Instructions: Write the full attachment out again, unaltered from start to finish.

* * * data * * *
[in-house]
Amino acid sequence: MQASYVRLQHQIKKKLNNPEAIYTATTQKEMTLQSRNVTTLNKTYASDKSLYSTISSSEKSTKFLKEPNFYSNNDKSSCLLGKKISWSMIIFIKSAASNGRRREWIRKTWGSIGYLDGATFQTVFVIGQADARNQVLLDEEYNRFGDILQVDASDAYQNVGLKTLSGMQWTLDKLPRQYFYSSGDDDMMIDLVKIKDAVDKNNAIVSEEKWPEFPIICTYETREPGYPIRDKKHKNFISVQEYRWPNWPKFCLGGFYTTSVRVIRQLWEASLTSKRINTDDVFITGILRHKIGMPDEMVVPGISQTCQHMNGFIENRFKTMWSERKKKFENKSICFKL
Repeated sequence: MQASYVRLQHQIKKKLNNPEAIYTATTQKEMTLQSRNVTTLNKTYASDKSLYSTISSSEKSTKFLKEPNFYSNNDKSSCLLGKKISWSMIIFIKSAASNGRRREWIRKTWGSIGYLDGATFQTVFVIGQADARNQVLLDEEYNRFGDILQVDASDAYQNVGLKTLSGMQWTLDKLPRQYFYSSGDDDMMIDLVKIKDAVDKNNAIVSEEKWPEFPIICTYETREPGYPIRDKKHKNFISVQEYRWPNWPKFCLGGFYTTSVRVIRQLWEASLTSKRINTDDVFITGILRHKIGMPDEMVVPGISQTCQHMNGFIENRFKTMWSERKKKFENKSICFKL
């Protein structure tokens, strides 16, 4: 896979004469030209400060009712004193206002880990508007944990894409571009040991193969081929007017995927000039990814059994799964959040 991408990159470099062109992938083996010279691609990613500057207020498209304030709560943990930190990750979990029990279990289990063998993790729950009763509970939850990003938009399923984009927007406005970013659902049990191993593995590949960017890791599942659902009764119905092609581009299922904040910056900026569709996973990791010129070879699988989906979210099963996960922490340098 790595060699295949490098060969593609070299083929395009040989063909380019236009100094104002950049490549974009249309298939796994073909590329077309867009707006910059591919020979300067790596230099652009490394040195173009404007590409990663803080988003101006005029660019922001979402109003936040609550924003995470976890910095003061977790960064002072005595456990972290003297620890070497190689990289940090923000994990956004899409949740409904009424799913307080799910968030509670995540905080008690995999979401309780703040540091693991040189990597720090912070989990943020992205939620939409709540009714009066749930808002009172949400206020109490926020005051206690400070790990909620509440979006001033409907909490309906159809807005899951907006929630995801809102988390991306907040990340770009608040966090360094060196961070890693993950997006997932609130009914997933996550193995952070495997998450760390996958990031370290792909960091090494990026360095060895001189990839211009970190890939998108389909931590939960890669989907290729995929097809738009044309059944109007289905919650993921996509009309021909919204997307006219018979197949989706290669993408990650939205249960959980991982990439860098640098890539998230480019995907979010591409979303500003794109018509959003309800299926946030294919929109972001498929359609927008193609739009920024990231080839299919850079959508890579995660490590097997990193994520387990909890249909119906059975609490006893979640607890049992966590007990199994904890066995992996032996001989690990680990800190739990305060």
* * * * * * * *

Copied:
[in-house]
Amino acid sequence: MQASYVRLQHQIKKKLNNPEAIYTATTQKEMTLQSRNVTTLNKTYASDKSLYSTISSSEKSTKFLKEPNFYSNNDKSSCLLGKKISWSMIIFIKSAASNGRRREWIRKTWGSIGYLDGATFQTVFVIGQADARNQVLLDEEYNRFGDILQVDASDAYQNVGLKTLSGMQWTLDKLPRQYFYSSGDDDMMIDLVKIKDAVDKNNAIVSEEKWPEFPIICTYETREPGYPIRDKKHKNFISVQEYRWPNWPKFCLGGFYTTSVRVIRQLWEASLTSKRINTDDVFITGILRHKIGMPDEMVVPGISQTCQHMNGFIENRFKTMWSERKKKFENKSICFKL
Repeated sequence: MQASYVRLQHQIKKKLNNPEAIYTATTQKEMTLQSRNVTTLNKTYASDKSLYSTISSSEKSTKFLKEPNFYSNNDKSSCLLGKKISWSMIIFIKSAASNGRRREWIRKTWGSIGYLDGATFQTVFVIGQADARNQVLLDEEYNRFGDILQVDASDAYQNVGLKTLSGMQWTLDKLPRQYFYSSGDDDMMIDLVKIKDAVDKNNAIVSEEKWPEFPIICTYETREPGYPIRDKKHKNFISVQEYRWPNWPKFCLGGFYTTSVRVIRQLWEASLTSKRINTDDVFITGILRHKIGMPDEMVVPGISQTCQHMNGFIENRFKTMWSERKKKFENKSICFKL
């Protein structure tokens, strides 16, 4: 896979004469030209400060009712004193206002880990508007944990894409571009040991193969081929007017995927000039990814059994799964959040 991408990159470099062109992938083996010279691609990613500057207020498209304030709560943990930190990750979990029990279990289990063998993790729950009763509970939850990003938009399923984009927007406005970013659902049990191993593995590949960017890791599942659902009764119905092609581009299922904040910056900026569709996973990791010129070879699988989906979210099963996960922490340098 790595060699295949490098060969593609070299083929395009040989063909380019236009100094104002950049490549974009249309298939796994073909590329077309867009707006910059591919020979300067790596230099652009490394040195173009404007590409990663803080988003101006005029660019922001979402109003936040609550924003995470976890910095003061977790960064002072005595456990972290003297620890070497190689990289940090923000994990956004899409949740409904009424799913307080799910968030509670995540905080008690995999979401309780703040540091693991040189990597720090912070989990943020992205939620939409709540009714009066749930808002009172949400206020109490926020005051206690400070790990909620509440979006001033409907909490309906159809807005899951907006929630995801809102988390991306907040990340770009608040966090360094060196961070890693993950997006997932609130009914997933996550193995952070495997998450760390996958990031370290792909960091090494990026360095060895001189990839211009970190890939998108389909931590939960890669989907290729995929097809738009044309059944109007289905919650993921996509009309021909919204997307006219018979197949989706290669993408990650939205249960959980991982990439860098640098890539998230480019995907979010591409979303500003794109018509959003309800299926946030294919929109972001498929359609927008193609739009920024990231080839299919850079959508890579995660490590097997990193994520387990909890249909119906059975609490006893979640607890049992966590007990199994904890066995992996032996001989690990680990800190739990305060």